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The singer Paul Hewson, better known as Bono, once said, “It’s the job of art to be divisive.”

By that standard, Franco-Russian modernist Marc Chagall’s The Eiffel Tower and French master Jacques-Louis David’s Saint Jerome Hears the Trumpet of the Last Judgment have put in a splendid shift.

The National Gallery of Canada has several Chagalls and almost no Davids, so it decided to sell one to acquire the other. The move created a ruckus in the art world, where eyebrows are easily raised. But given the legitimate worry that the David would leave the country, it was a defensible plan – until it blew up in the gallery’s face.

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The David in question is owned by a Quebec religious order, and the province’s Liberal government has suddenly taken steps to bar its sale outside the province.

So why is the National Gallery pressing on with the Chagall auction if it no longer needs the money? It is the kind of fiasco that can define tenures, and gallery director Marc Mayer has only himself to blame.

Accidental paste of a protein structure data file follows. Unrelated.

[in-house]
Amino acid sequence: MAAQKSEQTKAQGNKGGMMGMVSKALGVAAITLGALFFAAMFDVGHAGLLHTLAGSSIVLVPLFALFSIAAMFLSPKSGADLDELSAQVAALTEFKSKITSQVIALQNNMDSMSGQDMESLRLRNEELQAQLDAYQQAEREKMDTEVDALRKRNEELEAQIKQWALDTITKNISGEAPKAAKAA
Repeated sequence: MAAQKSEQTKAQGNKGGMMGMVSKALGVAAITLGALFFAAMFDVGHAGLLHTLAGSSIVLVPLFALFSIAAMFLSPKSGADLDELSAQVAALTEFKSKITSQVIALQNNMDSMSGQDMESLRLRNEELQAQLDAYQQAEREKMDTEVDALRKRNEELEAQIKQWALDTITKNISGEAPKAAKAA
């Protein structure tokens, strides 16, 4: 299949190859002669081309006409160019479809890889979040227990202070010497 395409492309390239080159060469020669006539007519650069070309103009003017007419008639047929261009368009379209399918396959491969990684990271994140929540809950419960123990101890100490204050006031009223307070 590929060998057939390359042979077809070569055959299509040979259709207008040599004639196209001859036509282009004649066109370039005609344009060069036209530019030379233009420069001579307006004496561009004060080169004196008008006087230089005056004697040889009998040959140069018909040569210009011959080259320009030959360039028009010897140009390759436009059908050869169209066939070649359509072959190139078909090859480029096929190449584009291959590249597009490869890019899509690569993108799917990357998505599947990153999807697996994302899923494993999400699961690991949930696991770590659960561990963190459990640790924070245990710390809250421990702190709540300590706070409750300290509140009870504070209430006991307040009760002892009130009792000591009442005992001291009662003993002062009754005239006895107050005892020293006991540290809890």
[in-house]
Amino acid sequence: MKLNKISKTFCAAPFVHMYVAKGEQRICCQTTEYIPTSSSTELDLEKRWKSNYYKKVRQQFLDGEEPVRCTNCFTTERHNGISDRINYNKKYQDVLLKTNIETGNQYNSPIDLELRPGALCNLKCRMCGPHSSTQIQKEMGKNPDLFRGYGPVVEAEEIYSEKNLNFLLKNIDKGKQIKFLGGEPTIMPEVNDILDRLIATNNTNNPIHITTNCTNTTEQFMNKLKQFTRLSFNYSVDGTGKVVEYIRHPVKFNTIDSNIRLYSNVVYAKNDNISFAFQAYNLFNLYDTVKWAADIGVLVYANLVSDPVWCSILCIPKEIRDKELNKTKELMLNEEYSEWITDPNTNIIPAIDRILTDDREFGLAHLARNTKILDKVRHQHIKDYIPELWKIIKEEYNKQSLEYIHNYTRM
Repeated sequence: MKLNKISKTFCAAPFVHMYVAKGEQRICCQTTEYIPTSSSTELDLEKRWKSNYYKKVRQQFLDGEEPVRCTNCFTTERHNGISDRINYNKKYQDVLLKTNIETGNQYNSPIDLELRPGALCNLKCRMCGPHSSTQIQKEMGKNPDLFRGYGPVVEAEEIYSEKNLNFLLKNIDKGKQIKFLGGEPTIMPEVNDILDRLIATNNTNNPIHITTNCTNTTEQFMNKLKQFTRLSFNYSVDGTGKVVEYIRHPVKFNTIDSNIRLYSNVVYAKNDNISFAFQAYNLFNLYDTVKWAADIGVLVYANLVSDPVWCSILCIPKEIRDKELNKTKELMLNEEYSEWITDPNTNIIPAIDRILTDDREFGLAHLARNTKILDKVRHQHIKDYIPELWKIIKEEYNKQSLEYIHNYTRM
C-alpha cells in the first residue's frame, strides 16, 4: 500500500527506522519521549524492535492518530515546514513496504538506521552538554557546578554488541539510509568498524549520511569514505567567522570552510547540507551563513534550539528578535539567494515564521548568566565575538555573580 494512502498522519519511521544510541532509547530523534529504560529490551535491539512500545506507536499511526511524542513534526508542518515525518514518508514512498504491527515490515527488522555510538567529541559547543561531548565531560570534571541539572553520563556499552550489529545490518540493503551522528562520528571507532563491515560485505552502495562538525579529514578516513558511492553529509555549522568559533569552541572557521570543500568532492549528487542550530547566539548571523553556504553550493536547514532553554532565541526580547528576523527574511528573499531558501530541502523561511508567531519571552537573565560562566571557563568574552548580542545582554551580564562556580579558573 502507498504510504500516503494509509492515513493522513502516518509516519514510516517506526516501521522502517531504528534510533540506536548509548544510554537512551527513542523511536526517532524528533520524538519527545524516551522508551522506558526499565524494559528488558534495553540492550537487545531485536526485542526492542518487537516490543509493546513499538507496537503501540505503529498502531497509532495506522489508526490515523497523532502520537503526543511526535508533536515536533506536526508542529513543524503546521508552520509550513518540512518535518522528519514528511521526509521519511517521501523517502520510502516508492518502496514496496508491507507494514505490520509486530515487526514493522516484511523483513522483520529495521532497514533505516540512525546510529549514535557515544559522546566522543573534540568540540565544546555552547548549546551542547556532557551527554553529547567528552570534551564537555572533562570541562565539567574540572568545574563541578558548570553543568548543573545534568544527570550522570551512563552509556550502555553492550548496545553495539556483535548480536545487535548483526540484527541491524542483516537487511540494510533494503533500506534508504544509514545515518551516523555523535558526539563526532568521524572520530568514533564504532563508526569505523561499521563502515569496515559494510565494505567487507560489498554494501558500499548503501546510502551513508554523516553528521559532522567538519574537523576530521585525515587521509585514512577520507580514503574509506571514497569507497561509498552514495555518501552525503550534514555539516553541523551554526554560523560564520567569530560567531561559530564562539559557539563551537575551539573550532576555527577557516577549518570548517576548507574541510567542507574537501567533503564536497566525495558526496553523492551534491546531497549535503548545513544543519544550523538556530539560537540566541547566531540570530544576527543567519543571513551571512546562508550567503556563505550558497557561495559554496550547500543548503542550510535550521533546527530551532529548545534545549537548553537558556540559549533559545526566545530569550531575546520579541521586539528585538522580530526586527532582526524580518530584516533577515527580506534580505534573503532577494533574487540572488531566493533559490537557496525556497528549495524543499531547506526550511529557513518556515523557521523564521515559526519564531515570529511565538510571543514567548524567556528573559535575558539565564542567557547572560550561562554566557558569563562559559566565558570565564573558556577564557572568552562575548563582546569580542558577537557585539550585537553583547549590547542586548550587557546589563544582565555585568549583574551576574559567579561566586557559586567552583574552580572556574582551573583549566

In fairness, there are few heroes in this tableau. The Notre-Dame-de-Québec Parish put the David up for sale last year, raising the possibility it would wind up overseas. The government of Quebec never expressed concern about the painting crossing the Atlantic Ocean; it only stepped in when word got out that it might cross the Ottawa River.

That’s because no Quebec politician has ever suffered from taking on a federal institution of any kind. But the provincial government may rue preserving the right of first refusal on the David if a quick sale to two cash-strapped Quebec museums can’t be arranged .

The government isn’t obliged to buy the $6.3-million work, but given the huffing about its high cultural importance, is there another choice? That would set a precedent for any other body looking to sell off a notable chunk of Quebec’s cultural history.

In the end, the parties may decide to keep the painting in Canadian hands in the type of sharing arrangement Mr. Mayer inexplicably pooh-poohed earlier this month, before abruptly reversing course in an open letter on Monday.

Art can be divisive, but it’s got nothing on politics.

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